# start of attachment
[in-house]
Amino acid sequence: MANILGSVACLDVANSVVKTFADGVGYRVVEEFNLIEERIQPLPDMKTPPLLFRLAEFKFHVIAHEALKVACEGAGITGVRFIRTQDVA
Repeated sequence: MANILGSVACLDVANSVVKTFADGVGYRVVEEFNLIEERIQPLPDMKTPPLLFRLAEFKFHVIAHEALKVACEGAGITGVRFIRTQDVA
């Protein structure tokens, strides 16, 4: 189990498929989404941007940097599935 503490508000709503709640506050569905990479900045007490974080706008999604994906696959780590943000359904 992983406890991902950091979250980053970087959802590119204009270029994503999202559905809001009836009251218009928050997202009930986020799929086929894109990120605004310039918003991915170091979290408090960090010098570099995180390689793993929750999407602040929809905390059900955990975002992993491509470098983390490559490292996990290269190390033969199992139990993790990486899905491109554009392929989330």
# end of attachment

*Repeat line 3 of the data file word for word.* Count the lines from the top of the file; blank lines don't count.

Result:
Repeated sequence: MANILGSVACLDVANSVVKTFADGVGYRVVEEFNLIEERIQPLPDMKTPPLLFRLAEFKFHVIAHEALKVACEGAGITGVRFIRTQDVA